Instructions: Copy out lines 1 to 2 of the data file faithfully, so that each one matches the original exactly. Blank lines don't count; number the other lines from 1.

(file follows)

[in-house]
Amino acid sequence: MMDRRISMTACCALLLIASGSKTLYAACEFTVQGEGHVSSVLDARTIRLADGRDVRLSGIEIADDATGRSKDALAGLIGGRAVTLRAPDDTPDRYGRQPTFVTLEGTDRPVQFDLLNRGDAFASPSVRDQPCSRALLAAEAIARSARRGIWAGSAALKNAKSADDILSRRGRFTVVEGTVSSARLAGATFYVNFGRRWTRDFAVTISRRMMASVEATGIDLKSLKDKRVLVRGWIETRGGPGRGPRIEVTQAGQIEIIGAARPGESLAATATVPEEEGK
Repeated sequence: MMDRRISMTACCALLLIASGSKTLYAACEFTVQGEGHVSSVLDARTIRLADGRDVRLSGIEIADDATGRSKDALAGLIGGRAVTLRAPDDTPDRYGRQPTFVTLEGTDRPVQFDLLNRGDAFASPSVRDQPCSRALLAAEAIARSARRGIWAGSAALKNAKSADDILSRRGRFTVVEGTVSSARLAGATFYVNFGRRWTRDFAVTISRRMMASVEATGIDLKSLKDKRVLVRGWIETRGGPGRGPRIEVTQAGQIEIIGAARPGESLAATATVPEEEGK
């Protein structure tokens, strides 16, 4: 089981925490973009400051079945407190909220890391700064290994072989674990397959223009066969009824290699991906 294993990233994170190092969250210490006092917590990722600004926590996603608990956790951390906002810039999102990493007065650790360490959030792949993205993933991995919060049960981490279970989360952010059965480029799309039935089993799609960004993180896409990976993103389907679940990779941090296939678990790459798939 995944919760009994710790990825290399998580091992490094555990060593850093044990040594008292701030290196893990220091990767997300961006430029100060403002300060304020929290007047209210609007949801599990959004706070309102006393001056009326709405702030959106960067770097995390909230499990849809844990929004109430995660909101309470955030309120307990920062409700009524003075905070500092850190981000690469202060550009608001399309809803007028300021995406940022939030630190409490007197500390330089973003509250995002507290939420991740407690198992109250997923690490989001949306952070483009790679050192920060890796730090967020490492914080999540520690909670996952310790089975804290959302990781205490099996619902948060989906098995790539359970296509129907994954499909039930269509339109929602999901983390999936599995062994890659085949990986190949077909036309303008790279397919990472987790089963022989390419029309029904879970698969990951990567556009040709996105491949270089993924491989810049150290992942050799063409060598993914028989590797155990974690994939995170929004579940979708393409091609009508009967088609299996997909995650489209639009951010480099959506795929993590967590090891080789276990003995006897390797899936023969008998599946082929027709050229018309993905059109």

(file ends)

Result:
[in-house]
Amino acid sequence: MMDRRISMTACCALLLIASGSKTLYAACEFTVQGEGHVSSVLDARTIRLADGRDVRLSGIEIADDATGRSKDALAGLIGGRAVTLRAPDDTPDRYGRQPTFVTLEGTDRPVQFDLLNRGDAFASPSVRDQPCSRALLAAEAIARSARRGIWAGSAALKNAKSADDILSRRGRFTVVEGTVSSARLAGATFYVNFGRRWTRDFAVTISRRMMASVEATGIDLKSLKDKRVLVRGWIETRGGPGRGPRIEVTQAGQIEIIGAARPGESLAATATVPEEEGK